Hint: Point other readers to any section of this page with the web address + #hashtag of the header keyword. Example: http://epress.trincoll.edu/webwriting/chapter/how-to-google-docs/#advanced.
This tutorial illustrates how to co-author and peer edit with Google Documents. You are welcome to freely share this guide with others (such as a class of students), modify it to match your specific needs, and report back on your results in the comments section below. Although some schools subscribe to Google Apps for Education to offer more control over how educators and students access Google Docs, this tutorial addresses features found in the regular free version of Google Drive for individual users.
Signup: Free Google Drive Account for Google Docs
Sign up for a free Google Drive account using your existing Google email address, or create a new account. If you wish to maintain some privacy when using Google Docs in my class, create an account that displays only your first name or a pseudonym, and inform me that you’re using it, following the principles described in my “Public Writing and Student Privacy” essay in this volume. To compose an essay in Google Docs, select the New button.
Feedback: Add Comments or Suggestions to a Shared Google Doc
If someone shares a Google Doc and allows you to comment, there are two ways to add feedback.
- Select any text and Insert > Comment (or use comment icon), which appears in the margin
- In the Suggesting mode, type directly into the document, which appears in a new color
In either case, the GDoc owner may accept, reject, or respond to your comments and suggestions. If you wish to receive credit for your comments and suggestions, make sure you are signed into your account when entering them, or else they will appear anonymously.
Share: Allow Others to View, Comment, or Edit a GDoc
By default, Google Docs are set to “private.” Change the Share settings to allow others to view, comment, or edit.
To invite individual users to your Google Doc, click the Share button, add their usernames, and assign their privileges to view, or comment on, or edit. By default, your document will NOT be viewable by others.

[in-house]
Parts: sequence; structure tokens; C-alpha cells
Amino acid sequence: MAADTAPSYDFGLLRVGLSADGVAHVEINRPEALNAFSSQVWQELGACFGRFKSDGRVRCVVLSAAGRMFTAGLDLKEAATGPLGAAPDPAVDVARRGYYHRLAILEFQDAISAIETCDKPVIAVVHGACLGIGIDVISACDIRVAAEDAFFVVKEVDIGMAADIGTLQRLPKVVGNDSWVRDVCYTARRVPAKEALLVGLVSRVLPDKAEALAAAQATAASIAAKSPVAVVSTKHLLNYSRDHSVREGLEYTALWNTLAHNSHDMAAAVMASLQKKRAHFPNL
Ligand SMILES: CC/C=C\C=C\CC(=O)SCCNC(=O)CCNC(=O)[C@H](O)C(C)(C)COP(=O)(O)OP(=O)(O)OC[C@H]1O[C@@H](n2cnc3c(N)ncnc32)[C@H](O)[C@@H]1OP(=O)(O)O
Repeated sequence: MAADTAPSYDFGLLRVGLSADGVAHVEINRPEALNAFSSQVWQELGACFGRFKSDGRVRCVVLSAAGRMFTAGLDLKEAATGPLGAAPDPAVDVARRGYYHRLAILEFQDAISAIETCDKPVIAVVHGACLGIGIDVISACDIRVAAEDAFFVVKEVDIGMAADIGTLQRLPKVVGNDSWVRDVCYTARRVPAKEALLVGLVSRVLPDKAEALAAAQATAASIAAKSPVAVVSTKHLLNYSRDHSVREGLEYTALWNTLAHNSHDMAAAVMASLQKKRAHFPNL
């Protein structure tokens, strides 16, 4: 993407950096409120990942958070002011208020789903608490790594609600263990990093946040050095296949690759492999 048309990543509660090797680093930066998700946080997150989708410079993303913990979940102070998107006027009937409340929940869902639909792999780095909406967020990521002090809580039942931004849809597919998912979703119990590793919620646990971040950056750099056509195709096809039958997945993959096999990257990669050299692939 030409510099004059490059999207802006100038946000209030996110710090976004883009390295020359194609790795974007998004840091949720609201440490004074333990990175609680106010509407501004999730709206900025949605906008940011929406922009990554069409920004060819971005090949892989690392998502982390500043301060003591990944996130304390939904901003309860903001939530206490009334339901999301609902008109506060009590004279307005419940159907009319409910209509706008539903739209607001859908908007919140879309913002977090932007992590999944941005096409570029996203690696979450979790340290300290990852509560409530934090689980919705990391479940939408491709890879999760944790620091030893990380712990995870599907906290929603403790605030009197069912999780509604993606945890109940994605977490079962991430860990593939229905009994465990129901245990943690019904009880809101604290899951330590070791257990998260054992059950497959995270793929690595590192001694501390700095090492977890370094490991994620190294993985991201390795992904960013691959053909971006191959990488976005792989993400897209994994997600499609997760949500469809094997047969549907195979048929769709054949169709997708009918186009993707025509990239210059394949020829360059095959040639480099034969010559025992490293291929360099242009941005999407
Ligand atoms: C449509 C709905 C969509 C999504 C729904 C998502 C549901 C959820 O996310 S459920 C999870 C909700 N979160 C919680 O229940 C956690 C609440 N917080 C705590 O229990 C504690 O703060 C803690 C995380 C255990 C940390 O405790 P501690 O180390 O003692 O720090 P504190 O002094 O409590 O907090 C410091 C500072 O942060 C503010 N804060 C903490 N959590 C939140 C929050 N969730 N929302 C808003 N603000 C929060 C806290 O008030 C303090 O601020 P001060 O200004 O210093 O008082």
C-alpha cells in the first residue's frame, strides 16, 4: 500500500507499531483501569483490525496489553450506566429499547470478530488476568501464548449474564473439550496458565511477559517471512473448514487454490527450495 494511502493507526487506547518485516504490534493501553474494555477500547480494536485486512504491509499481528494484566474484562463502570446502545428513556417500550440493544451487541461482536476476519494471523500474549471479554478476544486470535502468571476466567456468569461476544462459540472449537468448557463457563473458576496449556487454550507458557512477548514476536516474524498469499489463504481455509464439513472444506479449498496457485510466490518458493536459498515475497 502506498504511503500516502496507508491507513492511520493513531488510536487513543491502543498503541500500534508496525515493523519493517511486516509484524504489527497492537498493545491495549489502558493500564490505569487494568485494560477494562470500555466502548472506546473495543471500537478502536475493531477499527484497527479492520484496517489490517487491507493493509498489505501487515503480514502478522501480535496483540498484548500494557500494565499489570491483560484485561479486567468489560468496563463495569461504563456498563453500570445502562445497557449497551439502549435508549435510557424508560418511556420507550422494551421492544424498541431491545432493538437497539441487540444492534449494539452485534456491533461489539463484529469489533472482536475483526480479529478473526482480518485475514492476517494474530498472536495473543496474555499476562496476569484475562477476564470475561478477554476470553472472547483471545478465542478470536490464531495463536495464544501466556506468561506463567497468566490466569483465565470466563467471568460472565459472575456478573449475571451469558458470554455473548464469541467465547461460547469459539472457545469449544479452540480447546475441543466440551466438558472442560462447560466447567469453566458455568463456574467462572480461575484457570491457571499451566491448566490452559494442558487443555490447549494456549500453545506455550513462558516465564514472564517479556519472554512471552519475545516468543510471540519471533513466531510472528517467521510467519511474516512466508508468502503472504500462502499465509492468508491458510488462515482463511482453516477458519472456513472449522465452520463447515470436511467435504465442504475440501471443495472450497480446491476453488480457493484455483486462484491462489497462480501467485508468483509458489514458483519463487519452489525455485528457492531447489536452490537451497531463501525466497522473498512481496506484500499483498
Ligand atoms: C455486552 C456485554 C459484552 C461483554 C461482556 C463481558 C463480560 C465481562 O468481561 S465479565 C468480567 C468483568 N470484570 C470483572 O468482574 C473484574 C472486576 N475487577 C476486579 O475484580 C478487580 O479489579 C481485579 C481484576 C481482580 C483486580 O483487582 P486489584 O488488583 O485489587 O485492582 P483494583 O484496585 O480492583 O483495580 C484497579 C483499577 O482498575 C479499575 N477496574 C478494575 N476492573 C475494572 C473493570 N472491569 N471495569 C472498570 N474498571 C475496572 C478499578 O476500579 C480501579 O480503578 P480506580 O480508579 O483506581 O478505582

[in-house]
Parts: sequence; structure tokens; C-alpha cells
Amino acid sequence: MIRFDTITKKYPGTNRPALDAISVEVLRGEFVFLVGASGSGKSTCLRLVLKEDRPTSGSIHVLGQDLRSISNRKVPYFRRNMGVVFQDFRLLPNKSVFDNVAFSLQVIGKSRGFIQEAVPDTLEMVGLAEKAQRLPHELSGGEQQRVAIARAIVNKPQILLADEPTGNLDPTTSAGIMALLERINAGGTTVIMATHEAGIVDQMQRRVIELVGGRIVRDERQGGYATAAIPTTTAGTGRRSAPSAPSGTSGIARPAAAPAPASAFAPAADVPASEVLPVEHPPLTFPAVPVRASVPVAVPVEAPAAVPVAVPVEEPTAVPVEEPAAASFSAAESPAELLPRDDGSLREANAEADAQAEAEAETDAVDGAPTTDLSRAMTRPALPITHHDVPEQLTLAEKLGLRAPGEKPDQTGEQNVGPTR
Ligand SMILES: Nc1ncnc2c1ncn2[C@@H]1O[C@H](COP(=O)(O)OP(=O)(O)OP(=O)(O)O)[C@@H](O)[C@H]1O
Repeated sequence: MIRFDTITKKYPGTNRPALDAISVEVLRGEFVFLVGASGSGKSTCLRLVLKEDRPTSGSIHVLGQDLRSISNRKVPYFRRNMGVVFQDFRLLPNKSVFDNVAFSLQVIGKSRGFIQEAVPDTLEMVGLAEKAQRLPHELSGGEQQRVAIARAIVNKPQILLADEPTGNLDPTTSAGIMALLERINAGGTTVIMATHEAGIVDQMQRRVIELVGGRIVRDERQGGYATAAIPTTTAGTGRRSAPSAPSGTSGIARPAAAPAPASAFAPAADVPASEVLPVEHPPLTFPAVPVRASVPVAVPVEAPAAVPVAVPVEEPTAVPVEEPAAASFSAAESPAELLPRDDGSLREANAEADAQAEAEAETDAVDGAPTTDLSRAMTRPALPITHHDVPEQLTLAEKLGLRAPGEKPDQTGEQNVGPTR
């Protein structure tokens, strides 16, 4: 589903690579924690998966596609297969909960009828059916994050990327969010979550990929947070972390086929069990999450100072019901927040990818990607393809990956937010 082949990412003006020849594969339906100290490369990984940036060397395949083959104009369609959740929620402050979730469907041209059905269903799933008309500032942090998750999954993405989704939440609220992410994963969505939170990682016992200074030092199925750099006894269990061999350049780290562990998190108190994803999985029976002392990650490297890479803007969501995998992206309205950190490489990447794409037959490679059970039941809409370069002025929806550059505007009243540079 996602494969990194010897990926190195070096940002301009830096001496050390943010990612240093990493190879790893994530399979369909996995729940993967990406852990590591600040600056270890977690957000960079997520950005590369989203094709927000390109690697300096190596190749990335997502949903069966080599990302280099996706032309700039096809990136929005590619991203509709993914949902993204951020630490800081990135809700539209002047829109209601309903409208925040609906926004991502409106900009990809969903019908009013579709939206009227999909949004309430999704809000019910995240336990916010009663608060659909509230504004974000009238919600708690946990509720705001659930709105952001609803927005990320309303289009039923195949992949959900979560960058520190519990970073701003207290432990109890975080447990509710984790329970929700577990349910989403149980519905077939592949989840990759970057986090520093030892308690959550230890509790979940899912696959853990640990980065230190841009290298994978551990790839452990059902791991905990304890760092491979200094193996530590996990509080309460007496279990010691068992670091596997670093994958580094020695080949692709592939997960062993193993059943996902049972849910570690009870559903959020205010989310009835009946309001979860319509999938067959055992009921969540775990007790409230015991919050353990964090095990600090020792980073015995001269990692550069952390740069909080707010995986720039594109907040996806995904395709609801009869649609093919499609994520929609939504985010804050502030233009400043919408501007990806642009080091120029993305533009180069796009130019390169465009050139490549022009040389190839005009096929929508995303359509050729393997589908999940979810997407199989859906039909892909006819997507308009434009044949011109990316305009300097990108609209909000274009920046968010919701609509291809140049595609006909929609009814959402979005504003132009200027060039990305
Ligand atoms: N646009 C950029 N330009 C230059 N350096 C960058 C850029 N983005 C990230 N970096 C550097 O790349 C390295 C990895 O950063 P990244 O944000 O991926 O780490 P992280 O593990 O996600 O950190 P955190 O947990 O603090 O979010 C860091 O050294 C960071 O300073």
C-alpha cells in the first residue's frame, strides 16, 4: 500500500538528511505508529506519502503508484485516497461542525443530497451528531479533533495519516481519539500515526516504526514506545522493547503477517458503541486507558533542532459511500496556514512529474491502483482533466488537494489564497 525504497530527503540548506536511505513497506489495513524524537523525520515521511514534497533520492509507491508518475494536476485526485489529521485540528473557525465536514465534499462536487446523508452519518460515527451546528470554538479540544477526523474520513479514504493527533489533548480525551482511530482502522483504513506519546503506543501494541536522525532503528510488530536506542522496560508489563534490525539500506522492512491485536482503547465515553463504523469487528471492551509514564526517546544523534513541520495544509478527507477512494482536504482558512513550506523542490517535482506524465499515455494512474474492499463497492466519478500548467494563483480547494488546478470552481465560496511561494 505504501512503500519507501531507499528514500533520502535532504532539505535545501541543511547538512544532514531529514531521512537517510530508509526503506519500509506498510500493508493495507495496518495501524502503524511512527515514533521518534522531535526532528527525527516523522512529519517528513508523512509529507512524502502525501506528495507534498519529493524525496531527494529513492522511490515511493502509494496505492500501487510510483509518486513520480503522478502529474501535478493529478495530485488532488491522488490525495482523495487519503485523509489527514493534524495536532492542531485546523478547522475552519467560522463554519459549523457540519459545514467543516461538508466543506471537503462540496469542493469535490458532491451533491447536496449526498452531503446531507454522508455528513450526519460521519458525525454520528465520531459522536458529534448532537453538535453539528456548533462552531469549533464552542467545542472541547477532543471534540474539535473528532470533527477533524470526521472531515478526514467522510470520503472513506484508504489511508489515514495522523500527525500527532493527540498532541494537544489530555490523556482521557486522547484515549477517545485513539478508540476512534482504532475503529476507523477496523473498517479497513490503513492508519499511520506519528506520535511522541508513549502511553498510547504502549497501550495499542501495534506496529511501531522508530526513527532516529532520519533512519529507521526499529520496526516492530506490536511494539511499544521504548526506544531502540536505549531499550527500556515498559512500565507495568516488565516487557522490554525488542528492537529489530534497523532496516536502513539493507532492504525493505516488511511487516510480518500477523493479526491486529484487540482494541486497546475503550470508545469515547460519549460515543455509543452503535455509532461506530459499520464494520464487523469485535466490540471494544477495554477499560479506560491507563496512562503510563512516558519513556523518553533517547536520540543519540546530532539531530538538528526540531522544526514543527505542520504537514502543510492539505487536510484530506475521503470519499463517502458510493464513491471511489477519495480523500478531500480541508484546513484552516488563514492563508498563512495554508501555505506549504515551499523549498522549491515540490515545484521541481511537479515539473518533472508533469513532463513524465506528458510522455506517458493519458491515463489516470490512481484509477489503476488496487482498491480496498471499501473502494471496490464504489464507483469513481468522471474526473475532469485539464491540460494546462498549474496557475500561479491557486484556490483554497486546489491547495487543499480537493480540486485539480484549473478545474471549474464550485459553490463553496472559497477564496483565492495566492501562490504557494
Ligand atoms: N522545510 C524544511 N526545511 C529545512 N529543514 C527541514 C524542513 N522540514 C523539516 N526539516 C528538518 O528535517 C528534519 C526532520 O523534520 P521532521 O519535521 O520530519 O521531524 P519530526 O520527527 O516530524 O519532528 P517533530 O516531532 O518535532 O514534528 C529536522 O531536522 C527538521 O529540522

Advanced: Change > Anyone with the Link > Can View/Comment/Edit
To share your Google Doc more broadly, use the Advanced Share settings. For example, students in my classes should follow these steps for peer editing assignments:
- Click the Share button
- Click the Advanced link
- Click the Change link
- Select: Anyone with the link
- Select: Can Comment
Test: Try It on a Different Browser
How can you tell if you correctly set your sharing settings to “Anyone with the link can comment”? Open a different web browser that is NOT logged into your personal Google Drive account. (For example, my Chrome browser is always logged into my Google Drive account, but my Firefox browser is not.) Paste the link to your shared Google Doc into your second browser, and if it appears and accepts comments (or the green “Suggesting” mode button appears), you correctly shared it.
Link: Copy and Paste your GDoc Address for Others to Find
Share your Google Doc web address for others to find. For example, students working on a peer editing assignment in my class should follow these steps:
- Copy the web address to your shared Google Doc (see Advanced Share steps above)
- Go to the GDoc Organizer page that the instructor set up for the class
- Select your name on the Organizer page (or type it in, then select it)
- Click the link button
- Paste the link to your GDoc on top of your name
The instructor has the option to restrict access to the organizer page to specific individuals, such as members of our class. In addition, you also can share the link to your Google Doc via email, web pages, and social media.
Shrink: Simplify Long GDoc Addresses with Link Shorteners
Convert: Upload Files into Google Doc Format
If you compose essays in a different word processor (such as MS Word or LibreOffice), you can upload and convert them to share with others in Google Docs. Go to your Google Drive settings (the gear symbol) and check the box to “Convert Uploads” into Google Docs format.
Download: Save GDocs in Other Formats
To export a Google Document in a different format, select File > Download As to choose your options, such as Microsoft Word (.docx) and others. If your Google Doc has comments from others, most will appear in the MS Word export in “Track Changes” format.
See also in this volume:
How to Cite:
Jack Dougherty, “How to Co-Author and Peer Edit with Google Docs,” in Web Writing: Why and How for Liberal Arts Teaching and Learning (University of Michigan Press/Trinity College ePress edition, 2015), http://epress.trincoll.edu/webwriting/chapter/how-to-google-docs.